• With TV talk shows, you’ll need an interesting visual – a prop. If it’s a “local author writes book” segment, your book will be enough.

When I was a guest on “Home & Family” talking about how to get a good holiday gift from the man in your life, I brought the winning entries from my “Worst Gift from a Man” contest.

  • For daily newspapers and magazines, help the reporter by suggesting other people to interview for your article idea.
  • Understaffed weekly newspapers often welcome articles that are written for them. Offer to do that.

book publicity toolNeed a little help? I can give you shortcuts that save you time! There are templates and examples for media pitch letters and sample questions (and many other book publicity tools) in my Build Book Buzz Publicity Forms & Templates. Get your copy now.

You can do this!


I always advise authors to start their publicity efforts locally to get the experience needed before approaching national outlets. Starting locally also helps you figure out which hooks or angles resonate with the press.

Starting locally with book publicity helps you figure out which hooks or angles resonate with the press.Click to tweet

Local media outlets are also more forgiving of a pitch that isn’t as slick as what they might receive from a publicist with far more experience. If they see a germ of a good idea, they’re more likely to hang in there to determine if it will work.

Most importantly, they want a good story. If you’ve got something to say that’s interesting to your local community, you’ll get a fair shot at it.

The resulting visibility will help you sell more books in person and online, boost your profile locally, and open doors to other opportunities that can include public speaking and consulting. Give it a try!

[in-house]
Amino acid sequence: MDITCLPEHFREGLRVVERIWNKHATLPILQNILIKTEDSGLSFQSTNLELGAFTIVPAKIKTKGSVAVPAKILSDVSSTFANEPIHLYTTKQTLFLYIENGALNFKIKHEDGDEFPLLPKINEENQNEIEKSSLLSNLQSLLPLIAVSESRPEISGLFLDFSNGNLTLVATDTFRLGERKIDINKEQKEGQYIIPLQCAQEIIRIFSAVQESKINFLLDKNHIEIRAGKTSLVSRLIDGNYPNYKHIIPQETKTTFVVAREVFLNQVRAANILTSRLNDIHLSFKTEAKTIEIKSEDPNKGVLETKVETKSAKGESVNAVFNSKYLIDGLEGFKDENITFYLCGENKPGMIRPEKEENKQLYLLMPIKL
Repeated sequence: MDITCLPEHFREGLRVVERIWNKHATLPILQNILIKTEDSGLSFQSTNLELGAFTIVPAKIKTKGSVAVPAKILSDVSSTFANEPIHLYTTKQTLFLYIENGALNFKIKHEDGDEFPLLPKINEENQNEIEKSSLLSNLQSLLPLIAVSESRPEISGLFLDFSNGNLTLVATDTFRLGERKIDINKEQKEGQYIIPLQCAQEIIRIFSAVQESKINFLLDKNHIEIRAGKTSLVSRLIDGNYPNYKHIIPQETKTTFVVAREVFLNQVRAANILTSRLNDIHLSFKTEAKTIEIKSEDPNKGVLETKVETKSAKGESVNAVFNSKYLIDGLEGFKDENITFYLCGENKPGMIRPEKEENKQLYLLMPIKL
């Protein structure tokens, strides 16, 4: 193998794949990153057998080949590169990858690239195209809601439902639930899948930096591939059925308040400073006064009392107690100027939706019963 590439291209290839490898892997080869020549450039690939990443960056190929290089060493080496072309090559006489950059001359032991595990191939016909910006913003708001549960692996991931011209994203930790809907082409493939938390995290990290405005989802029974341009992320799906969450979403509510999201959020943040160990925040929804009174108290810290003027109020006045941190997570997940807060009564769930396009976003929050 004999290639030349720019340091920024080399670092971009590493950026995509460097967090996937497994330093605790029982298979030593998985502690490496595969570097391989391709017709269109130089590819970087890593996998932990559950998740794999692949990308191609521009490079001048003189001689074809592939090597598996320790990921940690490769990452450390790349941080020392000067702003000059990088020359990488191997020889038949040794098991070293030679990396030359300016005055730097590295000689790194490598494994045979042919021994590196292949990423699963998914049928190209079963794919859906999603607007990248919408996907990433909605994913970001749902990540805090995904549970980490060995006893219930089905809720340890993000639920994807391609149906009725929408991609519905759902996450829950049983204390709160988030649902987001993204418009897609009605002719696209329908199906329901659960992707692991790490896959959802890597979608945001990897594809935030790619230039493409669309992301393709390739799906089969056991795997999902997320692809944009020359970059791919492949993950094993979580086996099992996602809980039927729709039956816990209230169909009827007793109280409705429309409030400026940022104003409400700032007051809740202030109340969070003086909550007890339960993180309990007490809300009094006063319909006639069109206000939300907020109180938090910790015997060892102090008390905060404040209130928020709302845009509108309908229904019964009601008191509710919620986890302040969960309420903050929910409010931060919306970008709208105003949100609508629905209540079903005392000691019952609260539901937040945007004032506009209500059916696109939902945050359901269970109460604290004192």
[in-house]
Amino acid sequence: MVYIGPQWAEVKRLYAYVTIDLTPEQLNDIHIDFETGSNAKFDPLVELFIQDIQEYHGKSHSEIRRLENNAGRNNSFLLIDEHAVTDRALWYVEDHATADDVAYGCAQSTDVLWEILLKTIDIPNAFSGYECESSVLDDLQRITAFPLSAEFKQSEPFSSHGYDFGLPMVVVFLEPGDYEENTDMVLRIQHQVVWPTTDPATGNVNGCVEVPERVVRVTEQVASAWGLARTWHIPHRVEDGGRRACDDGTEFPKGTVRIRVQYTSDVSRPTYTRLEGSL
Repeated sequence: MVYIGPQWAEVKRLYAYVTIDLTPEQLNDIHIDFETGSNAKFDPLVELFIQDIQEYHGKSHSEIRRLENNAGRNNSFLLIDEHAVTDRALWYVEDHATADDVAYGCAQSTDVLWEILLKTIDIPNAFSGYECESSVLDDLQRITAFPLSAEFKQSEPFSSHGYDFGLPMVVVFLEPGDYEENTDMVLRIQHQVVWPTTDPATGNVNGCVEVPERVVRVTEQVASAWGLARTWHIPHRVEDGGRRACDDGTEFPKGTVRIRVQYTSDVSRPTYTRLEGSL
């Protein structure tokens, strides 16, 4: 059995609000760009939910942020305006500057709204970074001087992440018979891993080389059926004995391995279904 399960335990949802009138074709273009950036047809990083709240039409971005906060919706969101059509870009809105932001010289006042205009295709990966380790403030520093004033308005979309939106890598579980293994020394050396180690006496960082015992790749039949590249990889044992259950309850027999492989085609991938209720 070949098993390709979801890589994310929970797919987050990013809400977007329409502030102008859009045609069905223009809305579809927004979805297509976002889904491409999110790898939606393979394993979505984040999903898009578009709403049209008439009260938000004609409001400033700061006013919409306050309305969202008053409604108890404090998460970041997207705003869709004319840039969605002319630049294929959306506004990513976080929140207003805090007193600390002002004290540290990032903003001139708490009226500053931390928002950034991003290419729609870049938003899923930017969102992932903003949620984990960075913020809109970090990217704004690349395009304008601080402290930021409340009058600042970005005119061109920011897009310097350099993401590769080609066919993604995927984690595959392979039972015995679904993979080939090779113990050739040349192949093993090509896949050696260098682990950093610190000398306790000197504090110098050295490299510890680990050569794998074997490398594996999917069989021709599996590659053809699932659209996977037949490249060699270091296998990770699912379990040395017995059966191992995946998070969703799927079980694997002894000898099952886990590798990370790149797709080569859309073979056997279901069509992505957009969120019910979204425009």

Have you received local publicity? Tell us about it in a comment!

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  1. Great tips, Sandra. May I add a few more?

    –Don’t overlook newsletters for neighborhoods, condo associations and retirement communities. Also, nonprofit newsletters. Many of these groups also have special interest groups on Facebook.

    –USNPL.com is a free directory of daily and weekly newspapers in the U.S., with contact info.

    –If you get publicity from a media outlet, double back when you have a “follow up” story idea to share. They already know you, which will increase your chance for coverage.

  2. Thanks, Joan! I’ve got a link to USNPL in the article about building a media list in point 3, too. It’s a good starting point.


  3. It helps if your book has local relevance, as my “faction” book did — based on a real, sensational murder. It’s easier to get media attention, which opens the doors to bookstores, as Sandra noted. It also helps get the book in libraries; the entire county library system stocked 16 copies of my book after a woman read an article and asked if the library had it. My current book is only tangentially related to local phenomena, but I plan to use these, touting its local setting, suggesting similarities of characters to real persons (while gauging the possibility of lawsuits, which can be great publicity in themselves, though maybe too expensive), and alluding to real local events as the bases for some in the book. These methods can be used to land speaking engagements at Rotary and Kiwanis meetings, and to sell books at street fairs and festivals. If you live by a beach, you might want to try what I intend to: Set up a table with my books on a crowded beach. Got the idea at a recent jazz festival, where two guys were selling some other item from a table on the beach. I might get kicked off, but there’s no harm in trying — is there?

    1. Fantastic feedback, Bob. Thanks! Regarding your beach plans, you might want to check local regulations so you avoid getting hit with a fine.